mental health support group
struggling with mental health
cannot afford healthcare services
afraid to ask for help because of societal judgements
Choosing a school in a village in rural India as the setting of the service. In order to check-in with students daily, doing so through their education which is a part of their daily routine, is most suitable. It is easily accessible, does not require them to be at a particular place and thus not disrupt their's or their family's day to day routine.
Identifying students as the users of the service, as they are the newest generation of any family, who have the ability to change the whole family's perception. Further, they are not yet completely influenced by stigmas and stereotypes, and thus there is scope for change.
removing any scope of judgement
One of the main points brought up as I pitched my service for feedback was the aspect of being judged by peers and teachers. This stems from the core problem of the stigma attached to mental health in rural India. Thus in an effort to maintain a comfortable environment, I included certain actions in the service which would maintain anonymity. Mapping out the service in a service blueprint, highlighting the onstage, backstage and supporting actions sparked some ideas.
students enters the classroom
student interacts with the check-in sheet if they feel the need to
teacher goes through the notebooks and fills out check-in sheets
students interacts with the counsellor
teacher refers to the reference sheet which suggests ways of modifying the class schedule based on the overall mental health of the class.
counsellor inputs the students responses, analyses them and reaches out.
check-in sheets are printed in the students notebooks
All check-in sheets are printed in the student's notebooks which only they have access to. If a student wants to fill one out, their fellow students will not know. This allows the interaction to be anonymous and responses to be honest.
removing power dynamics
Check-in sheets are made available to students in their notebooks instead of being distributed by the teacher. This prevents the impact of the power dynamics between the student and teacher from interfering removing any scope for judgement/intimidation.
Filling out check-in sheets is voluntary. Students have access to them and can fill them out whenever they wish to. It is not a mandatory activity, thus making it more meaningful.
high tech vs low tech
Considering the context of the service i.e. a village in rural India which has limited technological resources, I designed physical paper check-in sheets which students would find in their notebooks.
Originally, I had considered designing an app for the service, which students, teachers and counsellors would use to interact.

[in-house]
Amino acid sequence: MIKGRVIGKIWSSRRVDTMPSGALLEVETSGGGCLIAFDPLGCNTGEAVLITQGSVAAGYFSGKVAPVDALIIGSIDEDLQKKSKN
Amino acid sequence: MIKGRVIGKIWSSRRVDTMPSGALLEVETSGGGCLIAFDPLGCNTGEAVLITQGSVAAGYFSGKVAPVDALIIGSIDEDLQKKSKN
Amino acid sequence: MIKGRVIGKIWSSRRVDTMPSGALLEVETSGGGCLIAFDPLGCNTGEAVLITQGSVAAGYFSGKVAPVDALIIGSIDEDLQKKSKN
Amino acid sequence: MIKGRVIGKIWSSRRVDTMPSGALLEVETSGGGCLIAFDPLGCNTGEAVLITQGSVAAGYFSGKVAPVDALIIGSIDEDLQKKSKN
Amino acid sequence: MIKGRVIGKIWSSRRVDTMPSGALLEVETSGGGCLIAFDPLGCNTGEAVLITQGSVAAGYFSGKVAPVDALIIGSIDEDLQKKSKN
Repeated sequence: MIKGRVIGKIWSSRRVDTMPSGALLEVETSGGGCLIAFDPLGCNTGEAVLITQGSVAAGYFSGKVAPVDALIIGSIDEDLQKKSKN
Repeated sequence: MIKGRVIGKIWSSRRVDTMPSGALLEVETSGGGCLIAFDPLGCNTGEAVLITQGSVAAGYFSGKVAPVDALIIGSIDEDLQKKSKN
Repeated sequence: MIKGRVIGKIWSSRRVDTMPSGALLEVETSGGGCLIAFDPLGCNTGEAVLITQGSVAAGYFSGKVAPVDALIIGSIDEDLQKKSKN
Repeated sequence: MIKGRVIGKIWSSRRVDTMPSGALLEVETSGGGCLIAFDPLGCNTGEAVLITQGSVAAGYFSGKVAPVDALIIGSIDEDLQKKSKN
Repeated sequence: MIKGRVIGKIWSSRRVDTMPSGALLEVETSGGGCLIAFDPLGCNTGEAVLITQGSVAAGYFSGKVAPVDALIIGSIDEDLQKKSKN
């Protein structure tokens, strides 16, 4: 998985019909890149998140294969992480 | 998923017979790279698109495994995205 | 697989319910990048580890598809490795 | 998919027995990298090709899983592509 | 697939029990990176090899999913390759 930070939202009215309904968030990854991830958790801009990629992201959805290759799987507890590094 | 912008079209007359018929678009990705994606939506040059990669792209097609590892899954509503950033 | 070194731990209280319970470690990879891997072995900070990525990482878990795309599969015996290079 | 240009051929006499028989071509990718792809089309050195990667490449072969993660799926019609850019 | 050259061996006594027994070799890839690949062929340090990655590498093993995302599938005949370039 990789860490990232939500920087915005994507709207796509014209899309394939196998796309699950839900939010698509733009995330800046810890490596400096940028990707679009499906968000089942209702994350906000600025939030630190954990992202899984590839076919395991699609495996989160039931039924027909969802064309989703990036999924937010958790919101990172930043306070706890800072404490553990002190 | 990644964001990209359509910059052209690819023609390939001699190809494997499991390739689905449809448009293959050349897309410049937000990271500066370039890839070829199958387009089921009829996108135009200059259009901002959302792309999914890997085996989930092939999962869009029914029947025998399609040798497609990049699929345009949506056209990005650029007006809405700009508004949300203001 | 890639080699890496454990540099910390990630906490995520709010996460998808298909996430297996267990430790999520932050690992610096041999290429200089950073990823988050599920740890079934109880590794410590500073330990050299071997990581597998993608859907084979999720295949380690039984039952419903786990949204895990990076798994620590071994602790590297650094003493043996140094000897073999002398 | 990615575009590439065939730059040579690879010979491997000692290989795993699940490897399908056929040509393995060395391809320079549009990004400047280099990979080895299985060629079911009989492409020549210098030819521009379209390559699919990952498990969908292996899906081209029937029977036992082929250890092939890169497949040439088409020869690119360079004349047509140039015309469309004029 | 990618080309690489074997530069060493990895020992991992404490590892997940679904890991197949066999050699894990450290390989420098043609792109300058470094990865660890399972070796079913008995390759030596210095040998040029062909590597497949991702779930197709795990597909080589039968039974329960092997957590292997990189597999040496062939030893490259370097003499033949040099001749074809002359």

However I realized with accessibility being one of the pain points, not all families in rural India have access to high speed connections/technology.
Thus, I decided to design a paper check-in sheet that would be provided by schools in the student's notebooks.
what would the residents of rural India think?
presenting Samvedana to the real user group
Due to the short duration of this project, I was unable to present Samvedana to the real user group to get their thoughts on the effectiveness of this service. Since I'm extremely passionate about this cause and have spent so much time into it, I do take it forward when I return to India or at least present it to my house help.
designing for the lower economic strata
This project gave me the opportunity to design for a community that is often overlooked when talking about advancement. Due to lack of awareness regarding the benefits of advancement, communities living in rural India are not receptive to change. Thus Samvedana allowed me to dive deep into understanding this user group and to learn to adapt my designs according to their lifestyle and thought processes.
designing a story
Designing a service with multiple touch points and stakeholders involved has strengthened my ability to tell a story. Presenting Samvedana as a documentary, gave me the opportunity to explain the service in great detail giving the viewer the whole narrative from the problem to the solution.
attempting a new medium
Presenting Samvedana in a video format exposed me to a number of filming and editing tools which I had been hesitant to use before. Acting out the scenes and stitching them together, writing the script and recording voice overs, finding suitable sound effects and dabbling in text animations were all elements out of my comfort zone. However, I was confident that only dynamic media would to justice to explaining Samvedana.